But that is not going to happen - sandboxes have been shattered and broken in the past, as they will continue to get circumvented in the future. There simply is no replacement for trust (in an application, its developers, its distributor, and its operator (if any)), and there are no technical solutions that could somehow replace it in full.

Yes, you can make it incrementally less bad to have a hostile agent/app on your machine or phone, but the trouble you're trying to prevent that way will never go away completely.

I guess some people just liked to feel "in control" when clicking away their "Norton Professional Antivirus 95 blocked 17 Viruses from damaging your machine today!" messages back in the day, and some apparently cherish clicking "grant 'Sexy FileManager Free Pro' access to your Photos and Videos" today. Personally, I'm actually rather sick of it, and all the security theatre that "modern" application delivery mechanisms like app stores/mobile platforms or stuff like snaps/appimage/younameit would have you participate in. I'd rather trust my distro's package maintainers to not let developers abuse their users, and have a look at the source if I'm in doubt about the upstream's intentions. I know I can't audit everything, but I feel like I'm much better off with that kind of trade-off, than with the non-solution to the problem I tried to describe above.

Edit: Removed a leftover part of a restructured sentence.


The problem isn't the sandbox, it's inherently the issue with lack of fine grained permissions and being unable to revoke permissions after installation.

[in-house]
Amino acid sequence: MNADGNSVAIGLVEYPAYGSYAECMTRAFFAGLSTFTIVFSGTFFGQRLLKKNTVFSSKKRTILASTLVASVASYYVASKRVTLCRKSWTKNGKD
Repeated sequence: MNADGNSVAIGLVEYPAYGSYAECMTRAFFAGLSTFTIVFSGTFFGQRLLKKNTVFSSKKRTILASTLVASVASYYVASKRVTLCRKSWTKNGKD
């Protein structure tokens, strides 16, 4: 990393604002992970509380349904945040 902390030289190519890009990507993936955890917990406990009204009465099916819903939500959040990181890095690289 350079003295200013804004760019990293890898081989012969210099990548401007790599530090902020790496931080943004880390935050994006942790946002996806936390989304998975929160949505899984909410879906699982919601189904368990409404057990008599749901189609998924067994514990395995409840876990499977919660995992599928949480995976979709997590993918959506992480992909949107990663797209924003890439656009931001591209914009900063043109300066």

Wanna see a real permission model, look at the BB10 Android Player model. After installation, you could revoke permissions and the player would basically act as if the data from that permission was just empty. App asks for contacts, here's an empty contacts list.

Edit: I just did a small hackathon and ended up having to request full BLUETOOTH Access and LOCATION access to connect to a label printer... how is this long term sustainable.


The reason for location permissions is because BT can track your location through Bluetooth beacons. See https://developer.android.com/guide/topics/connectivity/blue...

This is just Android being transparent. "Bluetooth usage may allow apps to track your location." Which is perfectly true.

There has to be a balance between explaining to the user, e.g. that there are multiple ways their location can be tracked, and permission request overload.

I don't imagine explaining to everyday users the details of the Bluetooth protocol is viable.


> 'd rather trust my distro's package maintainers to not let developers abuse their users, and have a look at the source if I'm in doubt about the upstream's intentions.

Trusting 3rd parties to decide what you can trust isn't ideal either. It's what Google and (especially) Apple have for mobile apps now. They decide what you can safely install and we're just supposed to trust them. That's clearly not working.